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Zell: Pulitzer, Shmulitzer, just show me the money

Discussion in 'Journalism topics only' started by goalmouth, Nov 25, 2008.

  1. goalmouth

    goalmouth Well-Known Member

  2. Ben_Hecht

    Ben_Hecht Active Member

    "Fewer investigative reporters . . . more for dirtbags to rob and steal," say I.
  3. Sly

    Sly Active Member

    I wish it didn't come at the cost of jobs for our colleagues and the life of an American institution (the Trib), but I'm enjoying a bit of schadenfreude watching Sam Zell fall flat on his fucking face.
  4. Twoback

    Twoback Active Member

    Once again, a successful businessman suggests that newspapers have to operate like successful businesses to have a future, and this board rebels.
    I'm not a fan of cutting to success, either, but so many of his ideas here make perfect sense. And you think he's a villain?
    No wonder our business is in the crapper.
  5. Sly

    Sly Active Member

    I don't think anyone is disagreeing with newspapers having to find a successful business model in the times of an economic downturn and the death of classified advertising. I think most of us are instantly turned off by the scorn and disgust that Zell heaps upon us, our values and our profession every chance he gets.
  6. There's a way to phrase these things without pissing on the Pulitzer Prize, something us silly idealists still place on a deserved pedestal.
  7. goalmouth

    goalmouth Well-Known Member

    I visited the Tribune tower several years ago and got to touch one of the many Pulitzer plaques displayed there. Call me sentimental, but it's our industry's version of the Stanley Cup, and a goal to which so many of us aspire.

    So a philistine such as Sam Zell can just as well fuck off.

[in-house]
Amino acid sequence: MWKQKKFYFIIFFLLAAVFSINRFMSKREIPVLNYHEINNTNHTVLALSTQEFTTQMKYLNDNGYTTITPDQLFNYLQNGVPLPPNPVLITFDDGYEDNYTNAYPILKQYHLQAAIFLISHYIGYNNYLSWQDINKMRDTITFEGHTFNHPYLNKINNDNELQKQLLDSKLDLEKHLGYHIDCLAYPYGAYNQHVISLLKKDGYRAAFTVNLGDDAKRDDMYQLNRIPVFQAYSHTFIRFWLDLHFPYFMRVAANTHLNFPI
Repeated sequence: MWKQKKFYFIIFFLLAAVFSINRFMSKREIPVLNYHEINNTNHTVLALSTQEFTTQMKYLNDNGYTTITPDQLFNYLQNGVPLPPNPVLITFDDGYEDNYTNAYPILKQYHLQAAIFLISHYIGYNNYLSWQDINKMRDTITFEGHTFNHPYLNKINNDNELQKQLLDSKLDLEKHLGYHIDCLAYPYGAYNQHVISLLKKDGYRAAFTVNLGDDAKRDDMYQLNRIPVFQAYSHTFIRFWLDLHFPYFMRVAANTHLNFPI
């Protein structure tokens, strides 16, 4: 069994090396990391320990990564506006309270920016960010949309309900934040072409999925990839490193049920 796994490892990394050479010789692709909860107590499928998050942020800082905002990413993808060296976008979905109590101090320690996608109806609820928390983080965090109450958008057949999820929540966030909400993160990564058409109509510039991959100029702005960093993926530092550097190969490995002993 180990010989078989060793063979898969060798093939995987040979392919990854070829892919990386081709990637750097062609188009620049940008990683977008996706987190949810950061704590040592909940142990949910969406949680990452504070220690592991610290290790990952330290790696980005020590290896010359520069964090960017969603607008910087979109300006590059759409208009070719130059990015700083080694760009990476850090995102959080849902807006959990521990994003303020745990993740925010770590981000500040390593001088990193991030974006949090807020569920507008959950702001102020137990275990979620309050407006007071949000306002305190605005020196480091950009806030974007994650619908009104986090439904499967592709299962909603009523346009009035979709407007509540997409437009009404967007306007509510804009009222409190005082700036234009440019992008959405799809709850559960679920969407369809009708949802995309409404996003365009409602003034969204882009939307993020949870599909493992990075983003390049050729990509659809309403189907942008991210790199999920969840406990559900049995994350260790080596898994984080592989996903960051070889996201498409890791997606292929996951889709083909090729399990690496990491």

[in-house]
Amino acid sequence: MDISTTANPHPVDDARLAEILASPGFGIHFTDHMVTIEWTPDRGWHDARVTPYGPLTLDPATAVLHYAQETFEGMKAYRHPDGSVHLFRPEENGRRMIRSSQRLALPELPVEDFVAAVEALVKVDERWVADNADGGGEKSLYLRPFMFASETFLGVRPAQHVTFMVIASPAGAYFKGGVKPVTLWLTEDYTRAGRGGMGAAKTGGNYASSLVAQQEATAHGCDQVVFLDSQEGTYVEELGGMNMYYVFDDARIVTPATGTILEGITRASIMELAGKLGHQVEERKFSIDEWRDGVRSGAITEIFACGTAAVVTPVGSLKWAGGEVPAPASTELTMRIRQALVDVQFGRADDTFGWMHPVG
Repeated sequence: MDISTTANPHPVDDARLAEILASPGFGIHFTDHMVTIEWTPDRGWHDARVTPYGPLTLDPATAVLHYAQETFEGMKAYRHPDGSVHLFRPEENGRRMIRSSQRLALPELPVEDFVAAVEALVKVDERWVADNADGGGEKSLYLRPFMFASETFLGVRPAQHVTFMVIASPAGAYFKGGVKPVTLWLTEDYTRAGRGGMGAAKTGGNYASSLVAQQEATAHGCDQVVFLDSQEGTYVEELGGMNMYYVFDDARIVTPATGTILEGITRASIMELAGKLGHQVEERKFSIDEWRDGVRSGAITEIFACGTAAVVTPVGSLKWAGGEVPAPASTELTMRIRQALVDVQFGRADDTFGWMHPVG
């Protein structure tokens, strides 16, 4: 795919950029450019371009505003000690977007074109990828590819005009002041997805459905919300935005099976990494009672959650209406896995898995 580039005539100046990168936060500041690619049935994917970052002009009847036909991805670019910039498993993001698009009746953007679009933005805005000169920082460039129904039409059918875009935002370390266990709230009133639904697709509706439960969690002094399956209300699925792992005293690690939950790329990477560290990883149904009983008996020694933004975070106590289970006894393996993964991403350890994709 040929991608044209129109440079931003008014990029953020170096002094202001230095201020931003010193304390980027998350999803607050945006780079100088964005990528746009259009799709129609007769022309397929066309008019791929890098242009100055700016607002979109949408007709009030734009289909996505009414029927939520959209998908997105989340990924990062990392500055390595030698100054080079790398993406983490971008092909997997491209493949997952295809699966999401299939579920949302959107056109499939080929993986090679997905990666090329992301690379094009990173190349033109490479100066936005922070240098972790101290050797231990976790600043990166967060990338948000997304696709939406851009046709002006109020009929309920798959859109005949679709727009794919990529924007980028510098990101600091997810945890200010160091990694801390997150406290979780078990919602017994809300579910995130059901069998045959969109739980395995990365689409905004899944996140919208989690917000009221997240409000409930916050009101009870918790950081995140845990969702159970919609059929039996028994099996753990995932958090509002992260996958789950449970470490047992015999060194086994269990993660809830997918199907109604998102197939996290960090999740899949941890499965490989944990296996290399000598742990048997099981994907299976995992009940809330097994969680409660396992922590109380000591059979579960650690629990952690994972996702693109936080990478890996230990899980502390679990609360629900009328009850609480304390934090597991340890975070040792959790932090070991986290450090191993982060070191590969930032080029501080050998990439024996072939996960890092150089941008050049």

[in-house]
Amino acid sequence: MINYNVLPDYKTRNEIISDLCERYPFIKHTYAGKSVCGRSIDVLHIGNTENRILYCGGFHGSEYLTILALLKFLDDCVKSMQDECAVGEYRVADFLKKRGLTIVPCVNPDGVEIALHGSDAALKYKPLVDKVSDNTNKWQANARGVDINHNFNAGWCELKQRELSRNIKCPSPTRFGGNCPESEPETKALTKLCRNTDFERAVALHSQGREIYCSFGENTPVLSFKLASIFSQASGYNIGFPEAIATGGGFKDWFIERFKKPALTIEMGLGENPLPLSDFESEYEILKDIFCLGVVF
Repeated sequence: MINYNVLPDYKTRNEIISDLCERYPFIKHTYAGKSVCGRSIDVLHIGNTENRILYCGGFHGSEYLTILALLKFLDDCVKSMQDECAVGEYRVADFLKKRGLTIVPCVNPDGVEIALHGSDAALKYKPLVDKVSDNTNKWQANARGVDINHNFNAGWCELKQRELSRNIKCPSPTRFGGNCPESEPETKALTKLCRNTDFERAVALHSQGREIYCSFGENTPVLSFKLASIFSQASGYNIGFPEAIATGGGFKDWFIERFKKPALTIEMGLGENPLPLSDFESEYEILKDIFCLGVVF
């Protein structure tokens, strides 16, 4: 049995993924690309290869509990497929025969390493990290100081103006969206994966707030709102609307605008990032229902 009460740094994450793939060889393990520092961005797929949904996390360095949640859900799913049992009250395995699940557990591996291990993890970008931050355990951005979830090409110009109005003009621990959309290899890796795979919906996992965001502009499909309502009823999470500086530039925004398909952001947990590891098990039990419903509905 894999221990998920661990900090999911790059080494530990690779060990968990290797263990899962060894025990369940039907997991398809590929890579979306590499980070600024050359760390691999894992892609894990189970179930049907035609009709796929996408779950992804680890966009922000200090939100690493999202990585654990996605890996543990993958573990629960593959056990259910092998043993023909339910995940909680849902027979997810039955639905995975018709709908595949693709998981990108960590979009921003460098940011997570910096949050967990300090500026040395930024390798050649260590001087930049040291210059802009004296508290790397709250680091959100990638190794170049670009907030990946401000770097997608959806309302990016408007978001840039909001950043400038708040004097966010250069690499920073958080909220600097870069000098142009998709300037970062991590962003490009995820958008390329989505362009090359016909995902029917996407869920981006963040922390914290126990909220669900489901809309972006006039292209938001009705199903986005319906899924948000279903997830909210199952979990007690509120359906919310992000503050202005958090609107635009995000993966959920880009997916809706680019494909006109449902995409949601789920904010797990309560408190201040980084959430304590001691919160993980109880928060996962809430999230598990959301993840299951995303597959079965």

8. TheSportsPredictor

    TheSportsPredictor Well-Known Member

    Agree with:

    The part where he is talking about trying to find the weather in the newspaper so he knows the temperature for riding his motorcycle is moronic.

    Of course, goalmouth's proclamation of what was said is nowhere to be found and cannot be inferred by anyone who actually read the interview without bringing in an agenda. Still, it's apparent Zell has no clue as to how to change anything that's going on in the newspaper industry.
  9. McNuggetsMan

    McNuggetsMan Member

    Not defending Sam Zell because I have many problems with the tactics he is taking...

    But to say that a Pulitzer is a "goal to which so many of us aspire" is also a major problem. Newspapers should be in the business of informing readers. If Pulitzers naturally follow that goal, so be it. But how many papers try so hard to win a Pultzer that they ignore other less acclaimed issues that might be of far greater interest to readers and actually serve readers better. I am not talking about dumping all substantive news coverage to focus on britney spears. I am talking about redirecting some of the money that goes into funding large investigative teams that crank out 1-2 packages of stories each year in an attempt to win the pulitzer and instead spend those resources on producing 3-4 stories each month that will touch more readers and make the paper stronger.